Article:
Might is not right: A historical perspective on coercion as a colonial strategy
The recent outpouring of support for the Wet’suwet’en hereditary chiefs and their supporters indicates that many Canadians are no longer willing to sit idly by while their governments and police forces ignore legal rulings and violate the rights of Indigenous peoples. Meaningful reconciliation will require Canada to have the courage to switch strategies, trading coercion and violence for nation-to-nation negotiations and diplomacy.
Sierra Club Canada Foundation statement of solidarity with Wet’suwet’en
Sierra Club Canada Foundation stands in solidarity with peaceful actions taken to support of the legal jurisdiction that the Wet’suwet’en Hereditary Chiefs’ hold in their traditional and unceded territories, where the Coastal GasLink pipeline is slated for construction without free, prior and informed consent on their lands.
Wet’suwet’en: Rule of law?
The situation in Wet’suwet’en territory is a complex one. Too often important parts of the story get lost in the public debate. I did my best to to highlight some important points that are not well understood, particularly by those who are citing the “rule of law” as justification for the injunction enforcement that has taken place, and the arrests and removals that were a part of that.
Putting the RCMP raid on the Wet’suwet’en in historical perspective
Despite Canada’s promises to strengthen its “Nation-to-Nation” relationship with Indigenous peoples, the events in Wet’suwet’en territory confirm that Canada remains committed to its “might is right” approach. History shows us that this is a losing strategy. Meaningful reconciliation will require Canada to switch tactics, trading armed police and military invasions for negotiation and diplomacy.
The Wet’suwet’en, Aboriginal title, and the rule of law: An explainer
The RCMP’s enforcement of the Coastal GasLink injunction against the Wet’suwet’en has ignited a national debate about the law and the rights of Indigenous people. Unfortunately, misconceptions and conflicting information threaten to derail this important conversation. Below, we attempt to provide clear, straightforward answers to address some of these fundamental misunderstandings.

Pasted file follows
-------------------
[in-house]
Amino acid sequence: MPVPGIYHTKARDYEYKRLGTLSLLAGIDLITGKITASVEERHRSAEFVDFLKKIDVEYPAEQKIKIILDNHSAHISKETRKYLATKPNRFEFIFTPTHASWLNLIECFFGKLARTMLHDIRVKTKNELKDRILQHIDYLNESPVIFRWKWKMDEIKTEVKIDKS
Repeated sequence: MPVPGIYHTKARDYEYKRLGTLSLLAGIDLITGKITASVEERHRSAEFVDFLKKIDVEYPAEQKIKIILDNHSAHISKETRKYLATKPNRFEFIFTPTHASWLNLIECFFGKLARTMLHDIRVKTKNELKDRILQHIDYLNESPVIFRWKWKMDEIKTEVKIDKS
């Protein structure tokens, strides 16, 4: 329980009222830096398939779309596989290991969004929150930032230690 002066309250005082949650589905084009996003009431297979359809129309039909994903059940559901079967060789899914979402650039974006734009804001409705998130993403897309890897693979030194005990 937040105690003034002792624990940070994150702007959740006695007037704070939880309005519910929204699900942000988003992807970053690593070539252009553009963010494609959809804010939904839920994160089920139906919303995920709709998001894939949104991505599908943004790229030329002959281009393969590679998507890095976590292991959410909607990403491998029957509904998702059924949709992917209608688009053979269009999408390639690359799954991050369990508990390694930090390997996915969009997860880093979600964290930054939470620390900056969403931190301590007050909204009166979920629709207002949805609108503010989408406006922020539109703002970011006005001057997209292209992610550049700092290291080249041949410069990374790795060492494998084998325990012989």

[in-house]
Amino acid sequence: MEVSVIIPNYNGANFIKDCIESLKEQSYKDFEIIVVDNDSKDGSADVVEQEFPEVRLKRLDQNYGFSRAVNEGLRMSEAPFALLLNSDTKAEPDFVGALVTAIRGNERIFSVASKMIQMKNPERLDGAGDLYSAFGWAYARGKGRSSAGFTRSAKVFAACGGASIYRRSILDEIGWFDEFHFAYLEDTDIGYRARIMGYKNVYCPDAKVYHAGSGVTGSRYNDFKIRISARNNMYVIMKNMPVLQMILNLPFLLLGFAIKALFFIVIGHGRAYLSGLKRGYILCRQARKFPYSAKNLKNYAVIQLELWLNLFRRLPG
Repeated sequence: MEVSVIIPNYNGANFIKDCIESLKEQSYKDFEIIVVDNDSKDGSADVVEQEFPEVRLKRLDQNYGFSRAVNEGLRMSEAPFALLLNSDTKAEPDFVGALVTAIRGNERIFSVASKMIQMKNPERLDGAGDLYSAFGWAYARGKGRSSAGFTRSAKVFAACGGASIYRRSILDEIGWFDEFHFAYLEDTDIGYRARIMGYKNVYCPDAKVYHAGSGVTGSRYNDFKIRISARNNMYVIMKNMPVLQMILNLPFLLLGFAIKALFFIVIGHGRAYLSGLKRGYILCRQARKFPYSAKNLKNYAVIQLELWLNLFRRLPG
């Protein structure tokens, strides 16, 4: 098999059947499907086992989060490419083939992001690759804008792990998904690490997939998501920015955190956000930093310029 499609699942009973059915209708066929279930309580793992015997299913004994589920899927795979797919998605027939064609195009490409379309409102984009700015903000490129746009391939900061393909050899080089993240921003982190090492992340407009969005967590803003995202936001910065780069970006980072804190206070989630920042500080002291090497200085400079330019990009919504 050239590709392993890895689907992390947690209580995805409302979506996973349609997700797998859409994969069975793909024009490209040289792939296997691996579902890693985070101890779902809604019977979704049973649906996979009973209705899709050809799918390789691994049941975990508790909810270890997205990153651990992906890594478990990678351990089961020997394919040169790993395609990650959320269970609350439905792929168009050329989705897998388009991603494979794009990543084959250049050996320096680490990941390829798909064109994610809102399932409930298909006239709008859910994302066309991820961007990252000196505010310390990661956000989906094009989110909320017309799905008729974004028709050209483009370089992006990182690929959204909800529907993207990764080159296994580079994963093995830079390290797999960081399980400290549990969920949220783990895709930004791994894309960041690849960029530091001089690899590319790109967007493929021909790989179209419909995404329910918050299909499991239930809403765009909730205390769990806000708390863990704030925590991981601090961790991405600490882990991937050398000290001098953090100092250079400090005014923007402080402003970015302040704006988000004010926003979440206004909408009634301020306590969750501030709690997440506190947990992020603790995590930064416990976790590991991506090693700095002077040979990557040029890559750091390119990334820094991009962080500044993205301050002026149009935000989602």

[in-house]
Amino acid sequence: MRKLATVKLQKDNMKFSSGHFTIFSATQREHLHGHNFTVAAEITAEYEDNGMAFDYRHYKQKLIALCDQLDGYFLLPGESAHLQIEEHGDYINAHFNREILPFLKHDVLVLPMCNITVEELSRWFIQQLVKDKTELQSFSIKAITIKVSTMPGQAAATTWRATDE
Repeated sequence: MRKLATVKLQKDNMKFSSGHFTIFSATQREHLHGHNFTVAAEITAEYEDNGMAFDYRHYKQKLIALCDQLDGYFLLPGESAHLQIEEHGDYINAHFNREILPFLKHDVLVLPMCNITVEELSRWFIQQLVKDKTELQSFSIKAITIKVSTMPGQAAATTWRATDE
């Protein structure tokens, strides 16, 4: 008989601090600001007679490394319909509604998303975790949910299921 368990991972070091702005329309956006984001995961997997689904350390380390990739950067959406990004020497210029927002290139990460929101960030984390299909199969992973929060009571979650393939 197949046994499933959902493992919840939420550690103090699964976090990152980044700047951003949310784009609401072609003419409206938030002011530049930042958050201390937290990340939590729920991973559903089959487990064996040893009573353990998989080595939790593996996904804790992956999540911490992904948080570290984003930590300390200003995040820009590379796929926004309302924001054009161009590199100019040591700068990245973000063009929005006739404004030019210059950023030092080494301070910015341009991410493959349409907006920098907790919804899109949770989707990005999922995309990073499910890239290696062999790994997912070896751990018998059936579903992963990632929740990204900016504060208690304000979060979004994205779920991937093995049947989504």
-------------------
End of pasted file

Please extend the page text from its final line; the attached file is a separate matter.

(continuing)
The Council of the Haida Nation stands in solidarity with Wet’suwet’en
As a sovereign nation, the Wet’suwet’en have the right to live in balance with their lands and waters. The Haida Nation calls upon the Canadian Government to uphold its commitment to Indigenous peoples, reconciliation, and UNDRIP by meaningfully recognizing and respecting Wet’suwet’en authority to make decisions on projects that impact the wellbeing of their people and way of life.
Defend unceded Wet’suwet’en territory against the RCMP and the BC NDP
Courage Coalition condemns the silence of the corporate media in the face of suppression. There must be freedom for journalists to provide the public with timely reports on RCMP activities. The decisions of the NDP-led BC government and the federal Liberals violate Canada’s constitution, break the spirit and letter of UNDRIP, and violate Wet’suwet’en law, which is still in effect on their traditional territories.
Greenpeace statement on arrests of Wet’suwet’en land defenders and solidarity protesters
“Over the past five days, we’ve seen people from all walks of life take to the streets, blockade ports, occupy government buildings and even interrupt rail service across the country in solidarity with the Wet’suwet’en people, who are being forced to put their lives on the line in an effort to protect their territory and their rights.”
All eyes on Wet’suwet’en: International call for week of solidarity
Unceded and sovereign Wet’suwet’en land is under attack. On December 31, 2019, BC Supreme Court Justice Marguerite Church granted an injunction against members of the Wet’suwet’en nation who have been stewarding and protecting our traditional territories from the destruction of multiple pipelines.
Is reconciliation a peaceful process?
On the international stage, Canada portrays itself as peaceful state; however, the reality is quite different for our Original Peoples that remain in a colonial grip. Words have a history. Words from the past have the ability to colonize the present. Words shape and create reality. “Reconciliation” is a concept that requires an investigation, given Canada’s ongoing genocidal colonial past and present.
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